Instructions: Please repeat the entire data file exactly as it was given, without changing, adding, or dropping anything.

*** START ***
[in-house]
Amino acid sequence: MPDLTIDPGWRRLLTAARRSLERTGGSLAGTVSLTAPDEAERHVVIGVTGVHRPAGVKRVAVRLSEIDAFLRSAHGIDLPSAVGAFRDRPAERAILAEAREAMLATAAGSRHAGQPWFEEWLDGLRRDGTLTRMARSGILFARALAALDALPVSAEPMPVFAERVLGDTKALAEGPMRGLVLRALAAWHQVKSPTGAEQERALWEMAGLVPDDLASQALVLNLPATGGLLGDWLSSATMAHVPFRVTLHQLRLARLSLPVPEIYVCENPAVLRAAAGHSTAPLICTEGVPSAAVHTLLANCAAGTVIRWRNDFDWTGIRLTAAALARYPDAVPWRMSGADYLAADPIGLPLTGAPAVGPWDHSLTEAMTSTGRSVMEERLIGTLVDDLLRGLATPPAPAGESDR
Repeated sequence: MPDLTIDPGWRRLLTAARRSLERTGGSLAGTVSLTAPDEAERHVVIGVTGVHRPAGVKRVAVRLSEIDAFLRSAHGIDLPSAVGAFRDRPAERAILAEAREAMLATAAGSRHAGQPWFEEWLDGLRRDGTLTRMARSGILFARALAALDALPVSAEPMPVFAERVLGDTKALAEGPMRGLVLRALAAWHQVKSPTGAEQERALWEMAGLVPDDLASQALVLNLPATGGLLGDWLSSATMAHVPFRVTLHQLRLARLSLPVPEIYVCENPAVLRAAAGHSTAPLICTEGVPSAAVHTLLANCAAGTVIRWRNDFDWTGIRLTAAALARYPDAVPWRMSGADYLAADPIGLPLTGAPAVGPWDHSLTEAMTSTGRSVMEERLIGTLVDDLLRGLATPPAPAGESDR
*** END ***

[in-house]
Amino acid sequence: MPDLTIDPGWRRLLTAARRSLERTGGSLAGTVSLTAPDEAERHVVIGVTGVHRPAGVKRVAVRLSEIDAFLRSAHGIDLPSAVGAFRDRPAERAILAEAREAMLATAAGSRHAGQPWFEEWLDGLRRDGTLTRMARSGILFARALAALDALPVSAEPMPVFAERVLGDTKALAEGPMRGLVLRALAAWHQVKSPTGAEQERALWEMAGLVPDDLASQALVLNLPATGGLLGDWLSSATMAHVPFRVTLHQLRLARLSLPVPEIYVCENPAVLRAAAGHSTAPLICTEGVPSAAVHTLLANCAAGTVIRWRNDFDWTGIRLTAAALARYPDAVPWRMSGADYLAADPIGLPLTGAPAVGPWDHSLTEAMTSTGRSVMEERLIGTLVDDLLRGLATPPAPAGESDR
Repeated sequence: MPDLTIDPGWRRLLTAARRSLERTGGSLAGTVSLTAPDEAERHVVIGVTGVHRPAGVKRVAVRLSEIDAFLRSAHGIDLPSAVGAFRDRPAERAILAEAREAMLATAAGSRHAGQPWFEEWLDGLRRDGTLTRMARSGILFARALAALDALPVSAEPMPVFAERVLGDTKALAEGPMRGLVLRALAAWHQVKSPTGAEQERALWEMAGLVPDDLASQALVLNLPATGGLLGDWLSSATMAHVPFRVTLHQLRLARLSLPVPEIYVCENPAVLRAAAGHSTAPLICTEGVPSAAVHTLLANCAAGTVIRWRNDFDWTGIRLTAAALARYPDAVPWRMSGADYLAADPIGLPLTGAPAVGPWDHSLTEAMTSTGRSVMEERLIGTLVDDLLRGLATPPAPAGESDR